We are also concerned that the requested share is taking an increasing proportion of our income. Over the past 50 years, our parish share as a percentage of annual income has risen from 14.6 per cent in 1960, to 50 in 1983, to 59.3 in 2003, and to 77.4 this year (or 92 if we deduct restricted funds).

We are not alone. Other parishes in a similar economic situation in our diocese are faced with large requests. In its summary of the share system in November 2008, the Bradford Diocesan Board of Finance noted that “some dioceses have substantial reserves or local trusts, which provide significant income for various areas of expenditure, which in Bradford need to be funded through share. As a result of lack of such funds and the relatively small number of parishes in the diocese, it is acknowledged as a fact that share is higher per member than in most other dioceses.”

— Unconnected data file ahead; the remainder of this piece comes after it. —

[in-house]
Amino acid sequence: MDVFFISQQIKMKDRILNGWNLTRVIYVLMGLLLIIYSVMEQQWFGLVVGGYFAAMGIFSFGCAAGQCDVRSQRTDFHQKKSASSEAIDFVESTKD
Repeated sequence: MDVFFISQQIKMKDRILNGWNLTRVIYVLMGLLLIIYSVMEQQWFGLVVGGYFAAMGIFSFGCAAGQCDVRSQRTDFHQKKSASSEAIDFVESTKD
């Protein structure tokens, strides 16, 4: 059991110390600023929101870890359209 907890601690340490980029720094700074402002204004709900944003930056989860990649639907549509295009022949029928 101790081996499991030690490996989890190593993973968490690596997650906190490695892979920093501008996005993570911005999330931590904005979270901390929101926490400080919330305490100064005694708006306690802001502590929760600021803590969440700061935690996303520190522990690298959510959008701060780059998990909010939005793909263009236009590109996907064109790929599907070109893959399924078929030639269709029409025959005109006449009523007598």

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THIS situation prompted me to find out what is the situation in other dioceses. Some diocesan websites provide information about parish shares, but generally the data is very sketchy. In consequence, I have undertaken a survey by contacting people across the country in the past two months to look at the distribution of parish shares.

The table below attempts to draw comparisons between parish shares in other dioceses. The parishes are not named, but I have given an indication of their character.